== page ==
March 28, 2011 | last updated June 1, 2012 9:53 am

GE pulls plug on UConn edgelab

CONTRIBUTED PHOTO
CONTRIBUTED PHOTO
UConn School of Business Dean Christopher Earley says he is working to develop a 'next generation model of collaboration,' between UConn and Fairfield-based General Electric.

Fairfield-based General Electric is ending its edgelab accelerator program at the University of Connecticut School of Business in Stamford, putting to bed an 11-year partnership that helped elevate UConn's standing in the business-school community.

School and company officials said the program, which partners UConn graduate students and faculty with GE executives to solve real-world projects for the global conglomerate, has gotten stale and will be discontinued at the end of the spring semester.

GE officials approached UConn about a month ago and said they wanted to end the program, which started in 2000 and was considered, at the time, one of the most innovative, cutting-edge partnerships between a business school and private company.

But both sides say they don't plan to sever their relationship. In fact, UConn and GE officials are in talks about creating a new joint venture that will be potentially be more comprehensive and spread beyond the Stamford campus.

"We are looking to develop something that could be the next generation model of collaboration between the private sector and a university," said Christopher Earley, dean of UConn's School of Business.

Earley said he is working closely with the dean of UConn's engineering school and other faculty to develop a proposal for a new partnership that will be presented to senior GE executives in April.

While Earley would not disclose many details, he said the goal is to create a partnership that will include undergraduate students and better integrate the business and engineering schools. Undergrads and engineers were not as involved with the edgelab accelerator program, which was geared toward PhD's and MBA students in Stamford.

The hope is to also create more internship and job opportunities and spread the program across more UConn campuses.

"The plan is still in the formative stage," Earley said.

GE spokesperson Deia Campanelli said the decision to end edgelab was an "amicable decision" that came after months of discussion and "the simple realization that our decade-old model needs to evolve to a new level and make a significant step forward in collaborative learning."

"We are excited at what the future holds and will be working closely with the University of Connecticut to develop a new innovative model of cooperative education," Campanelli said.

GE's egdelab was a much heralded program when it began in 2000, getting national attention as a model partnership for other B-schools around the country. GE also pledged to give UConn $11 million — the school's largest corporate investment at the time — for classrooms, offices and an e-business laboratory at its Stamford campus.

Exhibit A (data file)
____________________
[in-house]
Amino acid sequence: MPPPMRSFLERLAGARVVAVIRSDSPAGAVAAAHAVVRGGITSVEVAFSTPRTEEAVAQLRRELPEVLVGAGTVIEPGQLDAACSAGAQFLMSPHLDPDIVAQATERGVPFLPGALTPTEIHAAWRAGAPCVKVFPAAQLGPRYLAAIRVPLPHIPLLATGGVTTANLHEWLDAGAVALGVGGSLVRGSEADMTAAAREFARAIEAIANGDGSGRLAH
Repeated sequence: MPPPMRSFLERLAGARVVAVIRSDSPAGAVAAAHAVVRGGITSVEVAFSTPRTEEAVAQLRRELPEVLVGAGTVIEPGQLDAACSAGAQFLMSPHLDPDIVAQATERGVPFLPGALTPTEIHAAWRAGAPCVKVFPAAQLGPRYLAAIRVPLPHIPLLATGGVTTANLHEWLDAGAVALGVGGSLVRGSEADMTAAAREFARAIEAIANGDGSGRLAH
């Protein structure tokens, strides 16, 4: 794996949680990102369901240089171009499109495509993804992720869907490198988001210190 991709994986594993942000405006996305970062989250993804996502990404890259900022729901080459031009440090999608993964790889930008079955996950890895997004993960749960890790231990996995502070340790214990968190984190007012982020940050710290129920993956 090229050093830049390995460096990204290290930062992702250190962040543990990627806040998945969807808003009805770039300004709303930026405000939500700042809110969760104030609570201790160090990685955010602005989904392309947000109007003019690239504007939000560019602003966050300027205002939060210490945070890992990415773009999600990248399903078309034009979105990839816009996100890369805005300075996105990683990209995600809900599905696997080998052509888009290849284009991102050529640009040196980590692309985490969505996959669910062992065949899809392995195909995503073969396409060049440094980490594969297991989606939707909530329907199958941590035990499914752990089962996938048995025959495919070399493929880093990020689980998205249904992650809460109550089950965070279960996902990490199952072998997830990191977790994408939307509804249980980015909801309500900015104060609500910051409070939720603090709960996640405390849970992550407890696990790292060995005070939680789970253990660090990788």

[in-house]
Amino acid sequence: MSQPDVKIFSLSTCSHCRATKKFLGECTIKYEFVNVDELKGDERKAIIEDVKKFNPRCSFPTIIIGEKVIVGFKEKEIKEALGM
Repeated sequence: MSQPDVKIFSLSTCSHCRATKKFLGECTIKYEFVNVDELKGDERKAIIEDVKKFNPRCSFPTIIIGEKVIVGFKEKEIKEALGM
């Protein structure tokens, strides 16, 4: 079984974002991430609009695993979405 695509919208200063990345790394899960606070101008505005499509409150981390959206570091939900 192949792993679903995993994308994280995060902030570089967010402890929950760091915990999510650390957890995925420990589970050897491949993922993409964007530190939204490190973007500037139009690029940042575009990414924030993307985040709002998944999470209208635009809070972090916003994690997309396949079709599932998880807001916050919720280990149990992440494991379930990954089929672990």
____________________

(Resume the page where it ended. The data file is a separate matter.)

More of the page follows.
Earley said edgelab was scheduled to run for five years, but was extended for another six years because it was successful. Students completed about 130 projects during the life of the partnership.

But over the last year and a half, GE was taking a second look at the program and decided to officially pull the plug about a month ago, Earley said.

"It worked well, but the program hadn't changed much over time," Earley said.

UConn has several accelerator programs that it uses as a key selling point to market its business program. They essentially allow the university to partner with private sector companies to provide students hands-on, experiential learning.

GE's edgelab was the school's first accelerator program, but UConn has added others including ones dealing with entrepreneurship, nonprofits, insurance and finance and investing.

Earley said any new GE partnership will not be an accelerator program, but the school is in the process of adding an International Business Accelerator to replace edgelab. The international accelerator will be based in Stamford, and allow UConn students and faculty to partner with Connecticut companies that are seeking to enter or expand in a foreign market.

Graduate students, for example, could help companies develop business or market plans to expand in China or Europe. They could also help companies gather economic intelligence and develop supply connections in a foreign country.

"We want this to be open to businesses statewide," Earley said.

Dan LeClair, senior vice president of The Association to Advance Collegiate Schools of Business, said there is an increasing emphasis nationally on strengthening and deepening partnerships between business schools and the private sector. There is also a push to more closely integrate business schools with other departments in a university, especially as pressure mounts within academia to commercialize more research.

"Universities as a whole have a stronger interest in commercializing technology," LeClair said.

Companies also want to collaborate with more than just a business school, LeClair said, especially as their interests broaden into areas like sustainability.

That's why partnerships with both a business and engineering school can look attractive to a company like General Electric, which is making a big push in clean energy innovation with its Ecomagination Challenge.

There is also increasing attention on entrepreneurship, which also tends to cut across the department lines, LeClair said.

"The mix between business, education and research is a growing trend," LeClair said.

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